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5 Money Moves For Boomer Couples To Consider

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RETIREMENT PLANNING
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SPECIAL FROM Next Avenue

By Michelle Brennan Hall

As a financial adviser for more than two decades, I have found that many boomer couples have not prepared well for something they’re likely to experience: The transfer of assets from the husband to the wife when the husband dies.

According to U. S. life expectancy rates, women live, on average, until age 81 while men live, on average, until age 76.

The Challenge That Many Widows Face

The problem is, for many couples, throughout their marriage the husband has been responsible for major financial planning decisions while the wife has managed the household and the checkbook. As a result, many widows find themselves needing to handle financial assets for their livelihood when they have little experience doing so.

Not being engaged in money matters can expose wives to risks such as having less monthly income than they expect; having more debt then they can handle or, worst of all, falling prey to unscrupulous investment scams.

I recommend couples take the following five steps to prepare for the potential shift of assets and for wives to gain financial prowess:

1. Attend annual meetings with your financial advisers together. I’m talking about ones with your CPA and your financial planner and estate lawyer, if you have them.

Both spouses will learn — among other things — where your money is invested, how much you pay in taxes and how your wills and trusts will impact your heirs.

2. Wives should make their own investment decisions if they have money in their own names in accounts such as IRAs. A financial adviser can present investment recommendations to consider. Women: don’t be shy about asking as many questions as necessary and do your own research if you need more information to make a decision.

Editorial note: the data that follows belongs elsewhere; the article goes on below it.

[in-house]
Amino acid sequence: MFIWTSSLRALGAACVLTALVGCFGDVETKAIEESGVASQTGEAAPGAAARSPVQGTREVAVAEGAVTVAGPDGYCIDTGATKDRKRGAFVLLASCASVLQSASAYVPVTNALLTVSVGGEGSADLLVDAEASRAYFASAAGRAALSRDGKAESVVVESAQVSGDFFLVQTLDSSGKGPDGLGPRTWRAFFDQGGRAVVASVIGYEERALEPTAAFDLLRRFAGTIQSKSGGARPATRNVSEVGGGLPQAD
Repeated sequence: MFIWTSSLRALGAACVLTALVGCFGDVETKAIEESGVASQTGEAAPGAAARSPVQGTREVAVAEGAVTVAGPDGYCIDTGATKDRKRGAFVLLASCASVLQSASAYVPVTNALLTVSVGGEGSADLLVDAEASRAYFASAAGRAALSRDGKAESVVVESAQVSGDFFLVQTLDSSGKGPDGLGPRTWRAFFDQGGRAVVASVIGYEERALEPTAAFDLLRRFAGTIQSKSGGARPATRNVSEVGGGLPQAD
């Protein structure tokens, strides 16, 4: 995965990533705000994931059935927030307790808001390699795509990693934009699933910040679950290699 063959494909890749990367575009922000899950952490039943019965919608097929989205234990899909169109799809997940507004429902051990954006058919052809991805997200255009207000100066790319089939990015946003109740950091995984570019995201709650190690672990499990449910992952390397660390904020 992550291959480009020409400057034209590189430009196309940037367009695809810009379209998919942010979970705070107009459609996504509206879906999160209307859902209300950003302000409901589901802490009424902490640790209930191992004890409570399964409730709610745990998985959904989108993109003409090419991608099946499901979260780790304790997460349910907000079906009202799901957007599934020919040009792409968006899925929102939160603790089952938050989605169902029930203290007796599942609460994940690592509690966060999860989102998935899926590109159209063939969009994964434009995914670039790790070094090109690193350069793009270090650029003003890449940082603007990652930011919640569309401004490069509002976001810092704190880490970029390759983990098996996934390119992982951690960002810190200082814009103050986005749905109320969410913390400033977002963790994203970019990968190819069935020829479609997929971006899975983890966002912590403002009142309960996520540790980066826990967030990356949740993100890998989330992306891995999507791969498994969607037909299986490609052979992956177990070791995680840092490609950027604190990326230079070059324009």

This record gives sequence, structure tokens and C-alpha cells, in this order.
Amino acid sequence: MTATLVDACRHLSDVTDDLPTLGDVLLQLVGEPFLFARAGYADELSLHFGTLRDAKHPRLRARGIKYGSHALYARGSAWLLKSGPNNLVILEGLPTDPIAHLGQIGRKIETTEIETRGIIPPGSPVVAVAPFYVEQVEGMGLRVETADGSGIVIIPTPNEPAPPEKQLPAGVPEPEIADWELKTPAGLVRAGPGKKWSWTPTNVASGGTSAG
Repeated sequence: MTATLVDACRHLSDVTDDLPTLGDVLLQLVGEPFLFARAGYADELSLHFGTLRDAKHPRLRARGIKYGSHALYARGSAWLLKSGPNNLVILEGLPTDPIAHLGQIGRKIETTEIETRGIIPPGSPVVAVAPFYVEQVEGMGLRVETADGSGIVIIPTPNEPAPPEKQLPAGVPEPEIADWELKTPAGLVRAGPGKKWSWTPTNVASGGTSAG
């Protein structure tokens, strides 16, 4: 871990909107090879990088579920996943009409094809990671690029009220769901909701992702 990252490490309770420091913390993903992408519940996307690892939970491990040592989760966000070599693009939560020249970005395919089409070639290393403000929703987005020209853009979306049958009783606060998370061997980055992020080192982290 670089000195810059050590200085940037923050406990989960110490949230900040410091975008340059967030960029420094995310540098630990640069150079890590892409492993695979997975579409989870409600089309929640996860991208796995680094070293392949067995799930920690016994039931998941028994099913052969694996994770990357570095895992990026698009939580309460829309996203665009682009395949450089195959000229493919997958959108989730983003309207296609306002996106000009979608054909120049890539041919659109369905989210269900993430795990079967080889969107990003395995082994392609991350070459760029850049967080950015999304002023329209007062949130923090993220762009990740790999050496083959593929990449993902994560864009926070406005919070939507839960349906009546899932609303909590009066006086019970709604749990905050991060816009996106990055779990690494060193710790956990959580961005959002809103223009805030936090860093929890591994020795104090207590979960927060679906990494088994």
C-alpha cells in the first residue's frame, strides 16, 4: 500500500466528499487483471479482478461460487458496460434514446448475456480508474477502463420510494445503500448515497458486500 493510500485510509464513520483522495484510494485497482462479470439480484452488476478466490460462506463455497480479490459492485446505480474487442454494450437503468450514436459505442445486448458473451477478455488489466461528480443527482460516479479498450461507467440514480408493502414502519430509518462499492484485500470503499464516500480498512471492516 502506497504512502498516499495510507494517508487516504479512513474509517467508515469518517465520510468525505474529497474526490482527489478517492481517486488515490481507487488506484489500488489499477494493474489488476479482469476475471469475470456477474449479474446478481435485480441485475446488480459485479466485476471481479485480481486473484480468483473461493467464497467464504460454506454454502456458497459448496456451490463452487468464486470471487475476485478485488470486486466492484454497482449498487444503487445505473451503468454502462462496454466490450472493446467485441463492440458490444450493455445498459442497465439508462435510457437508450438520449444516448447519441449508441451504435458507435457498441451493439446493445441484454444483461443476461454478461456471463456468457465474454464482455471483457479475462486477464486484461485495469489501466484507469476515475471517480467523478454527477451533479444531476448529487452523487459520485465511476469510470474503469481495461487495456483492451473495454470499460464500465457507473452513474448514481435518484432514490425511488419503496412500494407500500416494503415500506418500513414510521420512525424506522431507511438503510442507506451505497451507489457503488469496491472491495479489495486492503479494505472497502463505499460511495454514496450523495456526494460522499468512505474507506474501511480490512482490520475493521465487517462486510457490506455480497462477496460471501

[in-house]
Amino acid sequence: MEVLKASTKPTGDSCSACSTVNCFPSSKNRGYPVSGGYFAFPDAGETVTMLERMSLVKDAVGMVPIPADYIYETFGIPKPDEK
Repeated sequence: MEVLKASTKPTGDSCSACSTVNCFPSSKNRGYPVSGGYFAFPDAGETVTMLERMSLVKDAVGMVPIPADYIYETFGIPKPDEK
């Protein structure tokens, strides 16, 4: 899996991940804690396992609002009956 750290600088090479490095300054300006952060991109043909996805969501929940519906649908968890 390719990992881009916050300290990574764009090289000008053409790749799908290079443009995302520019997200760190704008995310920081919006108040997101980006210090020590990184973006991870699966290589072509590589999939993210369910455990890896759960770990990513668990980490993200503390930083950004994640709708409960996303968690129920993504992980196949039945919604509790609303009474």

Remember: When it comes to who’s good at making financial decisions, there is no gender bias in the brain. Money is gender neutral.

3. Understand how much life insurance you each own. As you review assets annually, be sure go over the amount of life insurance on each spouse.

This is especially important for two reasons. First, if you own life insurance so the surviving spouse will get money to pay off debt, like the mortgage, maintaining proper amounts of coverage is key. Second, when a spouse retires, the amount of employer-provided life insurance often diminishes or disappears. Knowing whether that could happen is critical.

4. Be aware of your household’s debt situation. Know how much each of you owe independently and jointly for the mortgage, auto loans, credit cards and any other outstanding debt.

Having debt in retirement can be crippling and it will impact the amount of monthly income the survivor will need to make the payments.

5. Know what will happen to any guaranteed income payments if your spouse dies before you do. Some pensions and Social Security benefits fall when the person receiving them dies. If that happens, it could create a serious gap between what a widow needs for income and the amount she’ll receive.

Why Couples Should Make Money Decisions Jointly

One last point:

It’s best for both spouses to share the responsibility of financial decision-making, since both of you will benefit. And for the wives: there’s a good chance you’ll be managing your financial destiny one day. Why not start now?

Note: This material is intended for informational purposes only and is not intended to be a substitute for specific individualized advice, as individual situations may vary. Securities offered through FSC Securities Corporation, member of FINRA/SIPC. Brennan Financial Services is not affiliated with FSC Securities Corporation or registered as a broker-dealer or investment advisor. Investment advisory services offered through Brennan Wealth Advisors, LLC, a registered investment advisor not affiliated with FSC Securities Corporation.

Read more from Next Avenue:
5 steps to creating your digital estate plan
4 estate planning mistakes
What documents to keep, store, or trash

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